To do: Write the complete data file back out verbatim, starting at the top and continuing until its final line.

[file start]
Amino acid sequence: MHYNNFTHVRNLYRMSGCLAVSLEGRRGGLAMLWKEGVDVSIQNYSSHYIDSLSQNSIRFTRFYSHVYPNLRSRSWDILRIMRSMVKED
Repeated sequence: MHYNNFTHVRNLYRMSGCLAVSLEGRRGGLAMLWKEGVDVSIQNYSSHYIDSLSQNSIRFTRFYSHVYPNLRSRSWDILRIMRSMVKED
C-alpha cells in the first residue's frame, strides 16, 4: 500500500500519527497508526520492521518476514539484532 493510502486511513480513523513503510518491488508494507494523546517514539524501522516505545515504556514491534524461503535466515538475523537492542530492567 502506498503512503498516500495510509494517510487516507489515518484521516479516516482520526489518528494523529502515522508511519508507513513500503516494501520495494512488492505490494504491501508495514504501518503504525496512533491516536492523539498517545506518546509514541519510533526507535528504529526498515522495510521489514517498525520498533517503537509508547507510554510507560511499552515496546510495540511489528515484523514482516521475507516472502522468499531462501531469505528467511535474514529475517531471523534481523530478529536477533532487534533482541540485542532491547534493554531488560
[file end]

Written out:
Amino acid sequence: MHYNNFTHVRNLYRMSGCLAVSLEGRRGGLAMLWKEGVDVSIQNYSSHYIDSLSQNSIRFTRFYSHVYPNLRSRSWDILRIMRSMVKED
Repeated sequence: MHYNNFTHVRNLYRMSGCLAVSLEGRRGGLAMLWKEGVDVSIQNYSSHYIDSLSQNSIRFTRFYSHVYPNLRSRSWDILRIMRSMVKED
C-alpha cells in the first residue's frame, strides 16, 4: 500500500500519527497508526520492521518476514539484532 493510502486511513480513523513503510518491488508494507494523546517514539524501522516505545515504556514491534524461503535466515538475523537492542530492567 502506498503512503498516500495510509494517510487516507489515518484521516479516516482520526489518528494523529502515522508511519508507513513500503516494501520495494512488492505490494504491501508495514504501518503504525496512533491516536492523539498517545506518546509514541519510533526507535528504529526498515522495510521489514517498525520498533517503537509508547507510554510507560511499552515496546510495540511489528515484523514482516521475507516472502522468499531462501531469505528467511535474514529475517531471523534481523530478529536477533532487534533482541540485542532491547534493554531488560